The next day we saw the most we had seen of Chicago—in our rear view mirror.
By mid-morning we had passed Garry, Indiana—the birthplace of Michael Jackson and by midday we stopped in South Bend (home of Notre Dame) for a bathroom and exercise break. The dominance of football was obvious from our entry into the city. The lanes of the public highway were marked (permanently, it seemed) with the parking lanes for the football stadium (VIP, Season Tickets, etc.). We found a spot in a quiet park by the river (the one that bends south, I presume). It was a beautiful fall day, the wind gusting and sending leaves floating down from the trees. It was something I was sure Felix had never seen before. I tried to get him to appreciate them but he was more concerned with running around, and the big dog we passed. The park had an old cabin that had belonged to the first resident of South Bend. It was locked and deserted. So were the public bathrooms. We moved on.
It was one of the longest days of the trip. We lost an hour as we passed into East Coast time. Nevertheless, I was pushing to make it to Clyde, Ohio—Sherwood Anderson’s “Winesburg”—before the bookstore on Main Street closed. Surely a book that featured Clyde should sell. I spoke with the proprietor at the Book Exchange. She was not the decision maker. The owners worked out of another bookstore they operated in Port Clinton, about an hour distant. We pulled in to Clyde at 5:30 and took a parking spot right outside the bookstore (parking spots were easy to come by). Rika and Felix went around the corner past the Presbyterian Church, which figures in Winesburg, Ohio. I made my pitch. The owners were going to be along in an hour or so. We would have waited. But, when I asked if there was any good restaurant where we could get something to eat near Main Street, the answer was negative. I had had the same feeling the last time I visited Clyde when I was researching for the book; the old Main Street block soldiered on, the buildings patched and cracking in the back alley. But the Clyde of old, as described by Anderson, was not so thriving.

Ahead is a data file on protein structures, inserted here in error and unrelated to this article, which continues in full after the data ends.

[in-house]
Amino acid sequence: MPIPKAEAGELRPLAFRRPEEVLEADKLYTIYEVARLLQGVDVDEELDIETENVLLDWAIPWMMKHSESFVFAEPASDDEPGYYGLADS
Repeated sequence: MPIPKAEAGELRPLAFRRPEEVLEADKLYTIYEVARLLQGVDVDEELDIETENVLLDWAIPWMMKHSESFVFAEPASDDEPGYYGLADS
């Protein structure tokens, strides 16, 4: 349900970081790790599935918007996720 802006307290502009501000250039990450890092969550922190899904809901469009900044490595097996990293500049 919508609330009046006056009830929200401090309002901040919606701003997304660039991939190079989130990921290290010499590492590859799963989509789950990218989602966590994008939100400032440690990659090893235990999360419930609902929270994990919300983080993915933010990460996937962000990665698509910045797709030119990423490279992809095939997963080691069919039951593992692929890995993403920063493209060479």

“Factories had not come in and the people were engaged in farming, the selling of merchandise or in the practice of the crafts in the old sense. Two carpenters met on the streets in the evening and talked for hours concerning the best way to cut out a window frame or build a door.”
Feeling a bit like gypsies at this point, we headed out again, and ate at McDonald’s a few towns down the road. We made it to Cleveland after nightfall.
The Holiday Inn Express in Cleveland is in a beautiful old building, with an arcade a city block wide that was patterned after an Italian palace.
By then, I was feeling the steady presence of some sort of cold. We took our luggage to our spacious room with its twelve foot ceilings and settled in. Only one destination stood between us and Boston: Binghamton, New York.